As a company that prides itself on its color knowledge and enthusiasm, X-Rite Pantone is excited about the various ways ArtPrize showcases the power of color.
Each fall, ArtPrize installs over 1000 works of art in downtown Grand Rapids, attracting thousands of visitors. By using consistent colors in its guides, signs, banners, flags, and merchandise, ArtPrize creates a colorful map that helps both visitors and locals see the city through a different perspective.
For most companies, this color consistency doesn’t come easily. Whether you’re color activating the most attended art event in the world, printing labels for a major brand, or mixing plastic pellets to manufacture a toy car, inconsistent color can cause consumers to question quality and can affect brand integrity.
Today we’ll look at why background and substrate color matters, and how ArtPrize successfully managed this variable in production.
Color palettes are not one size fits all.
The biggest struggle ArtPrize encountered when infusing Grand Rapids with color wasn’t choosing the colors themselves. It was how the different surfaces handled them.
Here’s the color palette for ArtPrize Eight.
These colors are applied on city sidewalks, banners, guides, and a variety of merchandise.
If ArtPrize used the same color for every application – the white corrugated cardboard, the brown newsprint, the nylon flags, the concrete sidewalk, and the multi-colored t-shirts and hats, the results would be far from consistent. That’s because background color can show through and mix with ink and dye to change a color’s appearance.
In addition, different materials absorb colorants in different ways. While some, like a cotton t-shirt, will readily accept dye, other surfaces are harder to color and require multiple coats or adjustments to the formula to get the color right.
Color management can help.
ArtPrize enlisted the help of local design firm Conduit Studio and X-Rite Pantone to ensure its colors remained consistent on every surface. Here is the color management process that worked for them.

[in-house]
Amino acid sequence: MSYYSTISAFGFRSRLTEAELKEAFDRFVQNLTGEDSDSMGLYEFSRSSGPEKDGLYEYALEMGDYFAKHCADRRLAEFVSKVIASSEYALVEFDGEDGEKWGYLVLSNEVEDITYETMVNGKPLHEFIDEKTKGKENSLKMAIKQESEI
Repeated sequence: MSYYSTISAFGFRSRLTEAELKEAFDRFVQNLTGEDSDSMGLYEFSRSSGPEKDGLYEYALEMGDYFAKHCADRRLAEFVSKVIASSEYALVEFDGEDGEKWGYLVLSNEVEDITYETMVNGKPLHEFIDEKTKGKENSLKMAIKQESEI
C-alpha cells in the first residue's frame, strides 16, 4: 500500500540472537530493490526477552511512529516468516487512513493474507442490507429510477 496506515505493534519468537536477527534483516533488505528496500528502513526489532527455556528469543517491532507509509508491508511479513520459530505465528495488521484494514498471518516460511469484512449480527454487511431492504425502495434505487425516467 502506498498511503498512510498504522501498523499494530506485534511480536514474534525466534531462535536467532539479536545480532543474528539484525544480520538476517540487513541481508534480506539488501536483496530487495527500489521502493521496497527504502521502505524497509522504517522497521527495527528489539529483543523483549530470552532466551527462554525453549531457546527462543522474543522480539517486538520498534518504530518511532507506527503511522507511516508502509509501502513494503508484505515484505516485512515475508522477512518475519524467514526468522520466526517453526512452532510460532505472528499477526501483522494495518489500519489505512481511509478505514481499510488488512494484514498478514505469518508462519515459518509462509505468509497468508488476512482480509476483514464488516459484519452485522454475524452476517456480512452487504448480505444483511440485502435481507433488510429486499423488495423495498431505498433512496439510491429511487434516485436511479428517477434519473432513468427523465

1. They gave each color a name. Communicating color is very difficult. What may be dark red to you could signify a completely different color to someone else. This causes problems when the goal is to coordinate an entire event with multiple vendors producing color.
Like so many of our print and industrial customers, Conduit Studio used the gold standard to specify and communicate its ArtPrize palette – the PANTONE® Color Matching System. Sharing the PANTONE swatches with everyone involved in the production of color sets clear expectations and provides a physical resource to help determine whether to approve or reject jobs.
2. They made adjustments for consistency. To achieve the target color, each application needed its own formulation that took into consideration the type of surface and the background color of the material. Using a small color measurement device, Conduit Studio measured the colors on each of the materials, compared them to the original inspiration colors to make sure they matched, and made adjustments to get the perfect color. Check out our What is a Spectrophotometer? blog to learn more.
Color measurement devices are essential tools for every color workflow. They come in many shapes and sizes and serve a range of uses, from small handheld devices for specifying and quality checking color around the factory, to the large benchtop instruments used to ensure color formulation is perfect before it’s sent to production.
3. They considered lighting. As the signage and merchandise samples came in, staff viewed and compared them under all of the lighting conditions present in ArtPrize venues, such as outdoor, tungsten and fluorescent, to ensure the colors would remain consistent.
As strange as it sounds, objects themselves don’t have color. Their colorants have properties that determine which wavelengths of light are absorbed and which are reflected. It is the mixture of reflected light that enters our eyes and gives us the perception of color. So if the light around you has more blue, like sun on a partly cloudy day, colors will appear bluer. If the light is more yellow, like an incandescent bulb, everything will appear more yellow.
Light booths like this Judge QC help manufacturers compare target colors with samples under multiple lighting conditions to see if adjustments need to be made.
As a leadership sponsor of ArtPrize Eight, we have enjoyed watching color management bring this event to life with amazing accuracy. We look forward to helping you bring your color to life, too. Get in touch to learn more.